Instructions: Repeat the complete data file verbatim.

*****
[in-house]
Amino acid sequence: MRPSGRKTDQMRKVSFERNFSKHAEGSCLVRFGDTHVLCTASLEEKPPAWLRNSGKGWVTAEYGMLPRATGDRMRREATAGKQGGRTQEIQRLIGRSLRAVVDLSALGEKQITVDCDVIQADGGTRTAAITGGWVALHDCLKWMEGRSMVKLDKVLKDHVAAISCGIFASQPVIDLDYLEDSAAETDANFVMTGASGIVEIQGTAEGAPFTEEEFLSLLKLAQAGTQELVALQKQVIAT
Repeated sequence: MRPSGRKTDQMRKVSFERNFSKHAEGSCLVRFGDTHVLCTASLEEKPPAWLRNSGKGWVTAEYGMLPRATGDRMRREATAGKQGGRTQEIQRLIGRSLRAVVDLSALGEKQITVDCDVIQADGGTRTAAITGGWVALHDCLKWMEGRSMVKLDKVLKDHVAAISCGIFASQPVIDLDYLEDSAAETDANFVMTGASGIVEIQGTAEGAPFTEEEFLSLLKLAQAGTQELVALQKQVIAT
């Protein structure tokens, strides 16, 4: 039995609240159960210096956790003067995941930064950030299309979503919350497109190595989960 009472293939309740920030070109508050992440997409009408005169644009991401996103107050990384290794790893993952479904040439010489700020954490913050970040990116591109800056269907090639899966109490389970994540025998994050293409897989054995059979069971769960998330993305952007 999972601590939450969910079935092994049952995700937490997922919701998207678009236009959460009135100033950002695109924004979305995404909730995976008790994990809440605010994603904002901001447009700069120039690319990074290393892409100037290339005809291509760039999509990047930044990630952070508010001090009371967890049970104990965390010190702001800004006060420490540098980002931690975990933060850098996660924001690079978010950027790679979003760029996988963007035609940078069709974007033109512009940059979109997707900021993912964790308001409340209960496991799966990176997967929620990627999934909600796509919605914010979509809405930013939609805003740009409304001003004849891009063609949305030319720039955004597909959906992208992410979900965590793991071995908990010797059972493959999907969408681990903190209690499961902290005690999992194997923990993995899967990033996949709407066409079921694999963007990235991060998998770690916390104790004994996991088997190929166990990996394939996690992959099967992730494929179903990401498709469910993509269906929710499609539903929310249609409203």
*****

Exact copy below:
[in-house]
Amino acid sequence: MRPSGRKTDQMRKVSFERNFSKHAEGSCLVRFGDTHVLCTASLEEKPPAWLRNSGKGWVTAEYGMLPRATGDRMRREATAGKQGGRTQEIQRLIGRSLRAVVDLSALGEKQITVDCDVIQADGGTRTAAITGGWVALHDCLKWMEGRSMVKLDKVLKDHVAAISCGIFASQPVIDLDYLEDSAAETDANFVMTGASGIVEIQGTAEGAPFTEEEFLSLLKLAQAGTQELVALQKQVIAT
Repeated sequence: MRPSGRKTDQMRKVSFERNFSKHAEGSCLVRFGDTHVLCTASLEEKPPAWLRNSGKGWVTAEYGMLPRATGDRMRREATAGKQGGRTQEIQRLIGRSLRAVVDLSALGEKQITVDCDVIQADGGTRTAAITGGWVALHDCLKWMEGRSMVKLDKVLKDHVAAISCGIFASQPVIDLDYLEDSAAETDANFVMTGASGIVEIQGTAEGAPFTEEEFLSLLKLAQAGTQELVALQKQVIAT
């Protein structure tokens, strides 16, 4: 039995609240159960210096956790003067995941930064950030299309979503919350497109190595989960 009472293939309740920030070109508050992440997409009408005169644009991401996103107050990384290794790893993952479904040439010489700020954490913050970040990116591109800056269907090639899966109490389970994540025998994050293409897989054995059979069971769960998330993305952007 999972601590939450969910079935092994049952995700937490997922919701998207678009236009959460009135100033950002695109924004979305995404909730995976008790994990809440605010994603904002901001447009700069120039690319990074290393892409100037290339005809291509760039999509990047930044990630952070508010001090009371967890049970104990965390010190702001800004006060420490540098980002931690975990933060850098996660924001690079978010950027790679979003760029996988963007035609940078069709974007033109512009940059979109997707900021993912964790308001409340209960496991799966990176997967929620990627999934909600796509919605914010979509809405930013939609805003740009409304001003004849891009063609949305030319720039955004597909959906992208992410979900965590793991071995908990010797059972493959999907969408681990903190209690499961902290005690999992194997923990993995899967990033996949709407066409079921694999963007990235991060998998770690916390104790004994996991088997190929166990990996394939996690992959099967992730494929179903990401498709469910993509269906929710499609539903929310249609409203």